A number of book publishers regularly send me books, hoping that I will write a good review for them. Most of the time, I don’t have the time to read them, so they end up on my bookshelf collecting dust, or maybe I will give them away to friends.
Recently, though, I decided to read one of the books that was sent to me with the goal of writing a review. The book was designed to get non-SQL Server developers up to speed on how to develop SQL Server 2008 applications using Transact-SQL. This is a very worthy goal, because based on my experience, it is bad application design and code that is the root of most SQL Server scalability and performance problems. So I had great expectations when I began reading the book.
Before I go any further, I want to give you an example that I think summarizes this book, then I will go into more specifics. For example, let’s say that a company has hired a new developer right out of college. The developer is bright and knows Visual BASIC, C#, .NET, and so on. In other words, he knows application coding inside and out. For his first project, he is assigned to create a new application that will use SQL Server as the backend database. Unfortunately, other than taking a couple of database theory classes in college, he has never written any Transact-SQL code. No problem, this is a bright developer. He picks up a copy of the book (I was reviewing), reads it, and because he is bright, masters the fundamentals of Transact-SQL development quickly, and he is ready to begin coding his first SQL Server-based application. If I was the DBA for this organization, I would be scared, very scared. The problem is that you can’t learn how to develop SQL Server-based applications from a single book, especially if that book focuses strictly on how to write Transact-SQL, and little else.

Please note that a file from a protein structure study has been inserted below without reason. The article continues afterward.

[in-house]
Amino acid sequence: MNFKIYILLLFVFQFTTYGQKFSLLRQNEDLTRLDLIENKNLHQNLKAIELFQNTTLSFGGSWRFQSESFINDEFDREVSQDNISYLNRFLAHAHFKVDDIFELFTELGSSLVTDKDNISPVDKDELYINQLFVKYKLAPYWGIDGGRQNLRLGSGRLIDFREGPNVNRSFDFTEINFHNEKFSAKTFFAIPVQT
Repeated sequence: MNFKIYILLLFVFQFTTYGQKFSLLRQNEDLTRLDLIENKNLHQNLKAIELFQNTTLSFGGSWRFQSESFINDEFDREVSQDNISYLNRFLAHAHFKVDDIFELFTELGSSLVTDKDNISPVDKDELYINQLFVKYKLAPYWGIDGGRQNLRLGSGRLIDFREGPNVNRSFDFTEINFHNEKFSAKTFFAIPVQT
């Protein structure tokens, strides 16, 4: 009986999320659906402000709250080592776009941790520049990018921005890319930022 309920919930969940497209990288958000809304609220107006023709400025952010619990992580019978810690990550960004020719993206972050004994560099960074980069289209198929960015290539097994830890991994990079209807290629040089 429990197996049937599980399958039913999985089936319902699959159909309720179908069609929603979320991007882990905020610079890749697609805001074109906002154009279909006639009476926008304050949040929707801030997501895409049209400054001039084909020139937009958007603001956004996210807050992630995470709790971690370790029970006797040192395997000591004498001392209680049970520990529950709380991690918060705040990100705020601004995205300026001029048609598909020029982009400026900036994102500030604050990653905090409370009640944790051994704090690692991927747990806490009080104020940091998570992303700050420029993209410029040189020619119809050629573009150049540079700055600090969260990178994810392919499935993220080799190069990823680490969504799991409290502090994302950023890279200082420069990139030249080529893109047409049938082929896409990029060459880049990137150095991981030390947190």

Reading this book got me thinking. What would the ideal book that teaches developers how to create SQL Server-based applications include? After some thought, I came up with the following suggestions (not in any special order):
After writing the above list, I realize that it is virtually impossible to include everything I have included to fit into a single book. Instead, perhaps a series of book, each building upon the other, might be a good approach. This way, a person new to SQL Server development would properly get up to speed, putting them in the position so that they could write competent database applications, even though they may not have a lot of experience. Of course, experience is the key to writing great applications, but everybody has to start somewhere, and hopefully is not from reading a single, poorly-written book on SQL Server development.
So what do you think? What are the biggest problems you have found with books you have read that “supposedly” teach SQL Server development? Do you agree with my list, and do you have any items you would like to add to it?
Also, if you have read some books that come close to the above ideals, what are they?
PS: Sorry, but I won’t reveal the name of the book I was reading. My mother always told me, if I can’t say anything nice at all, then don’t say anything. I can’t disappoint my mother, right?
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